The present study compared startle response, skin conductance response (SCR) and subjective variables (valence and arousal ratings, viewing time) assessed in an affective picture paradigm with simultaneously registered event-related brain potentials (ERPs) parameters such as P300 and positive slow waves (PSW). Pleasant, neutral and unpleasant pictures from the International Affective Picture System [Lang, P.J., Bradley, M.M., Cuthbert, B.N., 1999. International Affective Picture System (IAPS): Instruction manual and affective ratings. Technical Report A-4, Center for Research in Psychophysiology. University of Florida, Gainesville, Florida] were presented for 8 s, and startle probes were delivered during picture presentation. Startle response was modulated by picture valence, and SCR by picture arousal. ERP positivity was greater for pleasant and unpleasant than for neutral pictures for the P300 amplitude and the positive slow wave (PSW). ERPs showed characteristic differences and a distinct time course for pictures of different valence categories and may deliver useful information not contained in startle response or SCR measures. The simultaneous registration of startle responses and ERPs in the affective picture paradigm seems valuable.
"aux et al . , 1981 ) . A 1 min resting baseline was performed at the beginning of the experiment to facilitate laboratory adaptation . Each participant received written instructions presented on the screen before commencement of each of three tasks , which were always performed in the same order ( in keeping with standardized procedure , e . g . , Amrhein et al . , 2004 ) . Three tasks were conducted . Each task presented the same 260 stimuli ( 550 × 650 pixels ) at a viewing distance of 62 cm and subtended a visual angle of 11 • × 14 • ; this is approximately equivalent to viewing a real face from a normal distance during conversation of 90 – 100 cm ( Hall , 1991 ; Henderson et al . , 2005 ) ."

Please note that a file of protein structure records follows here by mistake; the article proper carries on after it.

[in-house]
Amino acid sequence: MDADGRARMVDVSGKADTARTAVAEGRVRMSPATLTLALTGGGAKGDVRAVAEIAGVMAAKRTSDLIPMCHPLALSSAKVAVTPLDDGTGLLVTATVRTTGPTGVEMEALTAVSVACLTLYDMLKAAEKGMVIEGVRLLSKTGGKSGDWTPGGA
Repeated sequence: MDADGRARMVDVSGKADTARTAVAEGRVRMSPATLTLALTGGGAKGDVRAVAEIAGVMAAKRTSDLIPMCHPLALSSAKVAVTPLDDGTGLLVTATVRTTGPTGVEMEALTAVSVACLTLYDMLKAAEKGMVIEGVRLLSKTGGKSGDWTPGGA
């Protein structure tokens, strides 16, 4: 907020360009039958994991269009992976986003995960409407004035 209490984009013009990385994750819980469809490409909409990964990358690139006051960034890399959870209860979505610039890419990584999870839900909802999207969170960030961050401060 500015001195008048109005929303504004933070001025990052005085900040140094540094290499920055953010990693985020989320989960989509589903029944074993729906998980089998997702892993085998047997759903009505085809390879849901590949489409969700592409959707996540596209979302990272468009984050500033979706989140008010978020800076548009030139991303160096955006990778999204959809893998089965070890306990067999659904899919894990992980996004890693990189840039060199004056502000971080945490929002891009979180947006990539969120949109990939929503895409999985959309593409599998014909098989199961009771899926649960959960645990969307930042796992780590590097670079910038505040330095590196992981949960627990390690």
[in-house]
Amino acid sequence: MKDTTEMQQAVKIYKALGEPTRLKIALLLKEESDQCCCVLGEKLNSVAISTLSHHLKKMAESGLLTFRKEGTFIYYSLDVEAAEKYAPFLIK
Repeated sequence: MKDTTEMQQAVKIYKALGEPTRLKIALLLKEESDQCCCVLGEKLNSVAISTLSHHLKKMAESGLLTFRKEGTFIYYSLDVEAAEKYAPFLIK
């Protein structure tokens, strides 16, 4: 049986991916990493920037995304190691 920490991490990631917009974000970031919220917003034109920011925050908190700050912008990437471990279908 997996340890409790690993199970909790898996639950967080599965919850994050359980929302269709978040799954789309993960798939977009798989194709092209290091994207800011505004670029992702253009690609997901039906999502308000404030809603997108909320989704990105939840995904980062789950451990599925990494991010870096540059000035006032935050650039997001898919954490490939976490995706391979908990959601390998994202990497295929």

[Show abstract][Hide abstract] ABSTRACT: The main prediction of the Uncanny Valley Hypothesis (UVH) is that observation of humanlike characters that are difficult to distinguish from the human counterpart will evoke a state of negative affect. Well-established electrophysiological [late positive potential (LPP) and facial electromyography (EMG)] and self-report [Self-Assessment Manikin (SAM)] indices of valence and arousal, i.e., the primary orthogonal dimensions of affective experience, were used to test this prediction by examining affective experience in response to categorically ambiguous compared with unambiguous avatar and human faces (N = 30). LPP and EMG provided direct psychophysiological indices of affective state during passive observation and the SAM provided self-reported indices of affective state during explicit cognitive evaluation of static facial stimuli. The faces were drawn from well-controlled morph continua representing the UVH' dimension of human likeness (DHL). The results provide no support for the notion that category ambiguity along the DHL is specifically associated with enhanced experience of negative affect. On the contrary, the LPP and SAM-based measures of arousal and valence indicated a general increase in negative affective state (i.e., enhanced arousal and negative valence) with greater morph distance from the human end of the DHL. A second sample (N = 30) produced the same finding, using an ad hoc self-rating scale of feelings of familiarity, i.e., an oft-used measure of affective experience along the UVH' familiarity dimension. In conclusion, this multi-method approach using well-validated psychophysiological and self-rating indices of arousal and valence rejects - for passive observation and for explicit affective evaluation of static faces - the main prediction of the UVH.
Frontiers in Psychology 07/2015; 6:981. DOI:10.3389/fpsyg.2015.00981 · 2.80 Impact Factor